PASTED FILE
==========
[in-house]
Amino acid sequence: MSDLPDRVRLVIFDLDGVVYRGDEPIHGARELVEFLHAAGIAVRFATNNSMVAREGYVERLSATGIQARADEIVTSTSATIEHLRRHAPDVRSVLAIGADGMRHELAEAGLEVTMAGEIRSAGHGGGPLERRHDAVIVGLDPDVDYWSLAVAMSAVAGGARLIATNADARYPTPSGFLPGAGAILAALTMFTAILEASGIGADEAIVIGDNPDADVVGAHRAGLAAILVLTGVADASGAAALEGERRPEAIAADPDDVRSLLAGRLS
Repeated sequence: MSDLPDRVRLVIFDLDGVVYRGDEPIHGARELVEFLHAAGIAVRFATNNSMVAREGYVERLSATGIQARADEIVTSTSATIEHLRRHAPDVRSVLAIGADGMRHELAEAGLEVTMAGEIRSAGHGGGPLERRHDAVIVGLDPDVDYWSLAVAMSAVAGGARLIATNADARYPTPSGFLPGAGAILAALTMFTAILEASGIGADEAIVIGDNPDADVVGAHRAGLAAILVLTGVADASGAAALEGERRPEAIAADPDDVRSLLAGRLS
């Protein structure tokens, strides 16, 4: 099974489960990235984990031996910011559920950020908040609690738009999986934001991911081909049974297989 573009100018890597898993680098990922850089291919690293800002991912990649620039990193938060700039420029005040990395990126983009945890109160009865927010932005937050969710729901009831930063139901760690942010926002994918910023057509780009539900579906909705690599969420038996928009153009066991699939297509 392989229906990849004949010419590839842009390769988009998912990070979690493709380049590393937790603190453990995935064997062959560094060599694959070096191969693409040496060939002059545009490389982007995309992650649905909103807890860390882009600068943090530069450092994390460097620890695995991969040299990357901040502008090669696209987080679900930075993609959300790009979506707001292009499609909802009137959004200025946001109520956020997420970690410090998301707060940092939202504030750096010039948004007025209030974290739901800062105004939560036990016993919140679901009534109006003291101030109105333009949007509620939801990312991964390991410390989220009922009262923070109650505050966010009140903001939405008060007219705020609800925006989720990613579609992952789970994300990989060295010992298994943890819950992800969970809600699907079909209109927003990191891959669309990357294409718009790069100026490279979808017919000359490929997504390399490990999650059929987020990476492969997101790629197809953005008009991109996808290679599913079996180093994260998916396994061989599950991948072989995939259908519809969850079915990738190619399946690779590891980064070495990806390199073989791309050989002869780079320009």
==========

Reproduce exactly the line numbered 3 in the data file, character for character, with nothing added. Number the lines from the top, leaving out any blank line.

Repeated sequence: MSDLPDRVRLVIFDLDGVVYRGDEPIHGARELVEFLHAAGIAVRFATNNSMVAREGYVERLSATGIQARADEIVTSTSATIEHLRRHAPDVRSVLAIGADGMRHELAEAGLEVTMAGEIRSAGHGGGPLERRHDAVIVGLDPDVDYWSLAVAMSAVAGGARLIATNADARYPTPSGFLPGAGAILAALTMFTAILEASGIGADEAIVIGDNPDADVVGAHRAGLAAILVLTGVADASGAAALEGERRPEAIAADPDDVRSLLAGRLS